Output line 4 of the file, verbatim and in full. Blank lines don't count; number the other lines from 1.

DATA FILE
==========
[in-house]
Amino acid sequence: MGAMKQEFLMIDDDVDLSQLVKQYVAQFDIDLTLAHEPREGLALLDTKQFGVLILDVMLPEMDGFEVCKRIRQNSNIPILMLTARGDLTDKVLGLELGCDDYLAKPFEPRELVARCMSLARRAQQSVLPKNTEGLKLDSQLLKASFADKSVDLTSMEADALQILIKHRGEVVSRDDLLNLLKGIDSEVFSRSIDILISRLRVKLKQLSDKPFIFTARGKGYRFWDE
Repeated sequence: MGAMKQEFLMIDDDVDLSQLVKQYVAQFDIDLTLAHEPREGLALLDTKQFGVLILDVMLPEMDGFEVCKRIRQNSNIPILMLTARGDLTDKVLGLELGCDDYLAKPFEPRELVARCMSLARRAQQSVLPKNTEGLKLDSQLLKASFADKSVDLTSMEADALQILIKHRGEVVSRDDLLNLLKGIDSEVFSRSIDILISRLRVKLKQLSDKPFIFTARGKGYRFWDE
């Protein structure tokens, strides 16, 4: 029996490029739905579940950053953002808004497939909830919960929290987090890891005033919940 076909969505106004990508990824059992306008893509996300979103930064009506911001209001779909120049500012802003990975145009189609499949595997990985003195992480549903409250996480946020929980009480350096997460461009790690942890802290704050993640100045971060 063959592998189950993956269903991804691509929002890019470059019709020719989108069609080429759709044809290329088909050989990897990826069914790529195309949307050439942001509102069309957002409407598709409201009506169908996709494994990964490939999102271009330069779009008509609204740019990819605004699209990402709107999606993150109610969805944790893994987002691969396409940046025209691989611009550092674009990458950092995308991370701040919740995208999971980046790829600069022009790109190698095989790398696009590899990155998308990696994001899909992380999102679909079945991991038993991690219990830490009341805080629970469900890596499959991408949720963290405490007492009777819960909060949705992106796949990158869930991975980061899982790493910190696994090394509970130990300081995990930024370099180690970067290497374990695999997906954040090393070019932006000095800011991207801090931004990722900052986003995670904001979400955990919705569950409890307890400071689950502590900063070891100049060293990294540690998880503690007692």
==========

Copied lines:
């Protein structure tokens, strides 16, 4: 029996490029739905579940950053953002808004497939909830919960929290987090890891005033919940 076909969505106004990508990824059992306008893509996300979103930064009506911001209001779909120049500012802003990975145009189609499949595997990985003195992480549903409250996480946020929980009480350096997460461009790690942890802290704050993640100045971060 063959592998189950993956269903991804691509929002890019470059019709020719989108069609080429759709044809290329088909050989990897990826069914790529195309949307050439942001509102069309957002409407598709409201009506169908996709494994990964490939999102271009330069779009008509609204740019990819605004699209990402709107999606993150109610969805944790893994987002691969396409940046025209691989611009550092674009990458950092995308991370701040919740995208999971980046790829600069022009790109190698095989790398696009590899990155998308990696994001899909992380999102679909079945991991038993991690219990830490009341805080629970469900890596499959991408949720963290405490007492009777819960909060949705992106796949990158869930991975980061899982790493910190696994090394509970130990300081995990930024370099180690970067290497374990695999997906954040090393070019932006000095800011991207801090931004990722900052986003995670904001979400955990919705569950409890307890400071689950502590900063070891100049060293990294540690998880503690007692």